• Technology is Changing the Game for Fisheries Management

    Timeliness, accuracy, and reliability of data is immediately improved with the introduction of electronic devices provided to the PNA by WWF<br />© Parties to the Nauru Agreement (PNA)Majuro, Marshall Islands: Real or near-real time management of Pacific purse seine tuna fisheries is now possible for the first time in history, changing the game for fisheries management.

    The Parties to the Nauru Agreement (PNA) and WWF are celebrating the rollout of observer electronic reporting tools – through the new Observer eReporting App – that will reduce Illegal, Unreported, and Unregulated (IUU) fishing and bolster supply chain transparency and traceability in the Western and Central Pacific tuna fisheries. 
    A 2016 analysis conducted by the Pacific Islands Forum Fisheries Agency (FFA) showed that non-reporting, misreporting, and under-reporting represented the greatest proportion of IUU fishing, resulting in a USD $600 million loss for the region. 
    WWF's Western and Central Pacific Tuna Programme Manager, Bubba Cook said, "Transparency and traceability are crucial for good fisheries management, and this technology was a significant step towards combatting IUU and securing sustainable fisheries".
    "Up until now, Pacific fisheries observers only had pen and paper to make their recordings. This initiative should serve as the catalyst for expansion of these kinds of technologies in the region, which are designed specifically to address the increasing challenges of IUU fishing."
    "Once this technology becomes standard and widespread in the region, it should ratchet down IUU to negligible levels when used effectively with other existing and emerging monitoring, control and surveillance  technologies – as a driving force in improving the way that oceans are managed".
    From 2015, WWF has supported the trial and implementation of the Observer eReporting App developed by Integrated Fisheries Information Management System (iFIMS), into a durable hardware platform. The PNA, a sub-regional governance body that controls the world's largest sustainable tuna purse seine fishery, was the first in the region to adopt this technology as part of their fisheries observer programme.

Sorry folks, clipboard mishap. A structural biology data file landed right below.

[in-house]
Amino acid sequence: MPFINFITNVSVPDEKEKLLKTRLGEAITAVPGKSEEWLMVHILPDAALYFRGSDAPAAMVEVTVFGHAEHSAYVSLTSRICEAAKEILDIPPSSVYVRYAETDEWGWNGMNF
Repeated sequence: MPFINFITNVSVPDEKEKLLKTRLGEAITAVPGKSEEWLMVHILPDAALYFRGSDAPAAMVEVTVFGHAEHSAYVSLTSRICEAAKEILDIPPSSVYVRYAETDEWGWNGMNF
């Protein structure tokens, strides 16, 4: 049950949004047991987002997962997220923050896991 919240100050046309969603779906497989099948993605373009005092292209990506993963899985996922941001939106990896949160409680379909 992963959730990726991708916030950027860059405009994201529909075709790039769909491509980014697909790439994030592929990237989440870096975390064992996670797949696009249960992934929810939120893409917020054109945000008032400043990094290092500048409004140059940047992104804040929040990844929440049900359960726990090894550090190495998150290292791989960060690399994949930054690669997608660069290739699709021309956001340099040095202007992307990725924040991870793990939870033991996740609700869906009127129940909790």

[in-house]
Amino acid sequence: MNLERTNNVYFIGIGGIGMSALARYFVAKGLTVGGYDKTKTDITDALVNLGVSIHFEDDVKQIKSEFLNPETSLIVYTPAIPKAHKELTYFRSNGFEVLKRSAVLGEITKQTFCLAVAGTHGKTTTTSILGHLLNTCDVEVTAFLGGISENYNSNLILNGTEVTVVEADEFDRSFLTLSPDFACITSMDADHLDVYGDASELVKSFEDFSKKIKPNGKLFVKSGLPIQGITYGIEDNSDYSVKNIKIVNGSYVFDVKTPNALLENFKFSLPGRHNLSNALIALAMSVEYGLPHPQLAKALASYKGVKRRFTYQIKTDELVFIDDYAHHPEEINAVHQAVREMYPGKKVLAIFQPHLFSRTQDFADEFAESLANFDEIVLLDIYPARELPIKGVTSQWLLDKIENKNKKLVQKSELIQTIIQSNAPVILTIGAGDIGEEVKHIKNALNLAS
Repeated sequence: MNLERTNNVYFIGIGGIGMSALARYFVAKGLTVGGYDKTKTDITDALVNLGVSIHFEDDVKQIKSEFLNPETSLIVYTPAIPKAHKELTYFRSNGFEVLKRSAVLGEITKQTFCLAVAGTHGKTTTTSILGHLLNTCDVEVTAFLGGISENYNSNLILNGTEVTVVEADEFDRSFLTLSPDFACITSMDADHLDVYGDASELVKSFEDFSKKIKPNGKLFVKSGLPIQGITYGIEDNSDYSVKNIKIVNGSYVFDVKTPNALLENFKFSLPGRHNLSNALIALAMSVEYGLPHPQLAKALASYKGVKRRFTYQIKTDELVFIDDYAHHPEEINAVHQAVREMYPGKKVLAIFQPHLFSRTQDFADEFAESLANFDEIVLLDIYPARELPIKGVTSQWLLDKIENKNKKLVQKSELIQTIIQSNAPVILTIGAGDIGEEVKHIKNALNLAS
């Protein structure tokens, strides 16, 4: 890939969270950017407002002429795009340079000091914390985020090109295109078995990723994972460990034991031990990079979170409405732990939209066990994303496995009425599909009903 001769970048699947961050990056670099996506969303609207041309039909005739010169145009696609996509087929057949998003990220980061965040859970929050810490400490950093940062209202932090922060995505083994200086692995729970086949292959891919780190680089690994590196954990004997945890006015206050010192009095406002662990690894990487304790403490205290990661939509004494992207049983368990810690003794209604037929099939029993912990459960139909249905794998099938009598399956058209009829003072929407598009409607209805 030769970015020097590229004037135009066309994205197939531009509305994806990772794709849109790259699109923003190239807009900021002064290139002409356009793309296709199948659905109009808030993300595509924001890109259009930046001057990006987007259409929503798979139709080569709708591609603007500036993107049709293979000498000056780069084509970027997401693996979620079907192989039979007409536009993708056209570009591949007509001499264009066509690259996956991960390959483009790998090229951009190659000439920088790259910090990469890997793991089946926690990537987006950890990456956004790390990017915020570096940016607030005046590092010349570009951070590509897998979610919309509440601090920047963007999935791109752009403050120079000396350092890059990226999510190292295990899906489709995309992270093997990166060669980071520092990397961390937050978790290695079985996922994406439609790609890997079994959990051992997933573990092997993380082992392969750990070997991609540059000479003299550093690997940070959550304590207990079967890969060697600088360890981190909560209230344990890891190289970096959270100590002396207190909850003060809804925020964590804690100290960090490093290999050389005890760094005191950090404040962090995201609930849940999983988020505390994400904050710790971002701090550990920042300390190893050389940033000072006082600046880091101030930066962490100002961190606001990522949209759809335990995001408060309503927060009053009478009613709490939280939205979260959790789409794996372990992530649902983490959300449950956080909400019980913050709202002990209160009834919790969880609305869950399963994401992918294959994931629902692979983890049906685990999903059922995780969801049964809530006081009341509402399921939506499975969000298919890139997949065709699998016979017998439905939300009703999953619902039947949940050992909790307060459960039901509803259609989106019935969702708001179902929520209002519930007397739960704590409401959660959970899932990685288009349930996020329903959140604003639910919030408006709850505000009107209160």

The initiative places ruggedized tablet computers and Rock7 Satellite Personal Communication Devices (PCDs) into the hands of fisheries authorities, so they can better monitor fish catches and, in turn, verify and validate catch records and regulatory requirements such as Vessel Days at Sea allocations. The hardware will support one of the most prominent information management systems in use in the Western and Central Pacific at this time: the Integrated Fisheries Information Management System (iFIMS).
    "We're proud to be part of this initiative and see the RockSTAR personal communication device as an important tool for near real time reporting of catch and other activities at sea, as well as supporting safety at sea with two-way communication," said Nick Farrell, a Director at Rock7. 
    The PNA is fully engaged and committed to expanding the work towards better information for management and enforcement purposes. The PNA maintains 100% observer coverage of all purse seine fishing operations and, with support from WWF, the PNA Observer Agency has 100% electronic PCD communications for their observers with an aim of 100% electronic reporting by observers through rugged tablets paired with the PCD by the end of 2018.
    "The transition to fully electronic reporting, from vessel logbooks to observer reports to port inspection represents the logical step toward full verification and validation of our supply chain in a real time basis," said PNA's Commercial Manager Maurice Brownjohn. "
    With roughly 60 per cent of global tuna catches, the western and central Pacific Ocean is home to a variety of tuna species that supply markets around the world. Estimates have put the value of the fishery as high as $7.2 billion in recent years.
    The role of observers has become extremely important for not just scientists in ascertaining the stock levels of the fishery but for compliance. The data they send to authorities helps to understand the state of the fish stock as well as helping with compliance with fishing rules.
    Given the critical role observers play, Pacific nations and other organisations need every tool available to ensure they can operate safely and effectively.

    Note to editors: